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BDY_PRTS @ Sneaky Pete's

Updated: Feb 26, 2019

2 December 2018

In the wake of their debut album’s release,  Bdy_Prts scintillating set at Sneaky Pete’s envelops with safe favourites and unexpected highs. 

Published in Crash

Glasgow’s Wuh Oh ignites the evening with a confident dose of cheeky, raiment billowing beats. His ping-ponging sounds mimic his demeanour as he volleys between an arsenal of electronic gadgetry and his trusty keys, the result is a jolly, yet heavy, mathed-out, techno-buzzed blaze with measures of Madchester and Kygo sprinkled throughout. To a more responsive and game crowd, the house would’ve crumbled — the downsides of having the opening slot.

Bdy_Prts float their way on stage by way of a rumbling intro before casting us into the safety net of their established crowd séducteur IDLU as their opening slice — a supremely tasty one nonetheless. Straight off the back of this, the duo (Glasgow’s Jenny Reeve and Chicago’s Jill O’Sullivan), accompanied by their solid backing band, tear through their more pop-infused offerings; Rooftops, Welcome and Take it to the Top early on, which leaves the audience wondering where the set will build to, but the execution of these tracks assures us that regardless of how high the summit may be, we have some damn fine sherpas showing us the way.

No strangers to the theatrical, the leading pair are clad in scintillating attire and geometric face-paint, their presence is a flamboyant and resolute combo that a Luc Besson sci-fi flick would lust at with extreme envy. Breathe pulls us into the gig’s aura of melodrama, laced with dream-like choreography, a warping beat, floating vocals and an eerie guitar riff which culminate, ironically, in the poaching of the audience’s breath.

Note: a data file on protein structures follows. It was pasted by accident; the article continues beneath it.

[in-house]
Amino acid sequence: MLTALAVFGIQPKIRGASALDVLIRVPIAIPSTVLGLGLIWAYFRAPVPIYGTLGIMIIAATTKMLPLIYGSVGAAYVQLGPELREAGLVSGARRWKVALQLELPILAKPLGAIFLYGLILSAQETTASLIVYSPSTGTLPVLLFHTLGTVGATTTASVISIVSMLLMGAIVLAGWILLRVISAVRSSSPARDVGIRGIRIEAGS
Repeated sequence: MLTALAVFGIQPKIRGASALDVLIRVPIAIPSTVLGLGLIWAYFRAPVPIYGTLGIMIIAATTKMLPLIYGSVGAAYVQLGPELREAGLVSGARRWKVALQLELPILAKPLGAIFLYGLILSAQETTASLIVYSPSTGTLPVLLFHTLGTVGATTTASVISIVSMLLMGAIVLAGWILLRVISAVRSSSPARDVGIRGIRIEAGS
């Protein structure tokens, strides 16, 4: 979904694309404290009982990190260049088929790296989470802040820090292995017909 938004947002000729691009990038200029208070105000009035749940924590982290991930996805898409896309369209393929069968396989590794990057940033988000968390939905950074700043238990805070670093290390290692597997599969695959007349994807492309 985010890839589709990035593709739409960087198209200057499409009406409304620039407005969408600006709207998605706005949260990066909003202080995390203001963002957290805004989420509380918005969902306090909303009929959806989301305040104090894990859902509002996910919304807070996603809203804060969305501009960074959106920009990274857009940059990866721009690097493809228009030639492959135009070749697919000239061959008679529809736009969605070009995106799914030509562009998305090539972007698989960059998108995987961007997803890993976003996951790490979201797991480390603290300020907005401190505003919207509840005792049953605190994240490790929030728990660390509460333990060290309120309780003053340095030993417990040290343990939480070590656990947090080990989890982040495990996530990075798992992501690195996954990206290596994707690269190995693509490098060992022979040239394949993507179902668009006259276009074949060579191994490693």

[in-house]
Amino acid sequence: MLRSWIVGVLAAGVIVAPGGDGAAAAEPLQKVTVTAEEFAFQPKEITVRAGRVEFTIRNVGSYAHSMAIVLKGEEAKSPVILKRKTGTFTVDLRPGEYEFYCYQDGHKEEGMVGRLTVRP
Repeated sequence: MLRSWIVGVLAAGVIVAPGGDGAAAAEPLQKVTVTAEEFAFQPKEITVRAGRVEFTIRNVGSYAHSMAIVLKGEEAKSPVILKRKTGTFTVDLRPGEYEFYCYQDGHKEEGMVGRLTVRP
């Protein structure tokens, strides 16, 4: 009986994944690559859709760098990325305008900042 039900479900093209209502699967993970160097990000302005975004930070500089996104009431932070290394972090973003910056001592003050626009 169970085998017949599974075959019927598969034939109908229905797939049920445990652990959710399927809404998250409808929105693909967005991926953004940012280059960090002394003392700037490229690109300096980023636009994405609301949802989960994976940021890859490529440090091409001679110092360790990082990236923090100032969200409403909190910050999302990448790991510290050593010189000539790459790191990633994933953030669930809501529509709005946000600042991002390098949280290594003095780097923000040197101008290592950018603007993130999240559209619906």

Ghost in the Maze as its name suggests, is a haunting affair, with layered vocals that shimmer with an ethereal distress. The song’s guitar work manages to be both 80s crime show and spaghetti western within moments of each other, a great feat. O’Sullivan abandons the stage with mic in hand, and begins weaving the ghost’s maze through the crowd, staring deeply into the dark eyes of anyone that stands in her way, searching for glimmers of soul.

Suddenly, from the synth-ridden sonic cave of Shame, we are viciously yanked to the surface by the scuzzing hook of Mad Eyed Screamer — a cover of The Creatures. Relentless percussion, boiling vocals, and furious strumming injects a vial of adrenaline into the eve, quickly quelling any lingering air of woe. Evidence that the set had nowhere to climb to had dissipated wholly into the ether.

Reeve pipes up to the head honcho of the sound desk, politely asking for permission to serve two more slices before curfew, and from what we have collectively witnessed this evening, no mortal dares object. 45 cements how tight the band is with their own sound, a perfect fusion of their synth-pop and rock leanings, with bewitching harmonies that harness the dual nationalities of the leading ladies. Reeve and O’Sullivan perform the final tune of the eve, the unreleased cut Albatross, as a duet, and it is the band’s rawest showcase of emotion yet — screaming out to be played unplugged. O’Sullivan’s charming confession that she is practising the tune quietly while Reeve gives thanks for the evening, just adds to the track’s untamed weight and loosely worn veil.

Rest assured, the set proves that they are no strangers to scaling nature’s most mighty of mountains, and on reaching the peak, they slam their triumphant flag down like a gavel, leaving it to oscillate fiercely in the wind.



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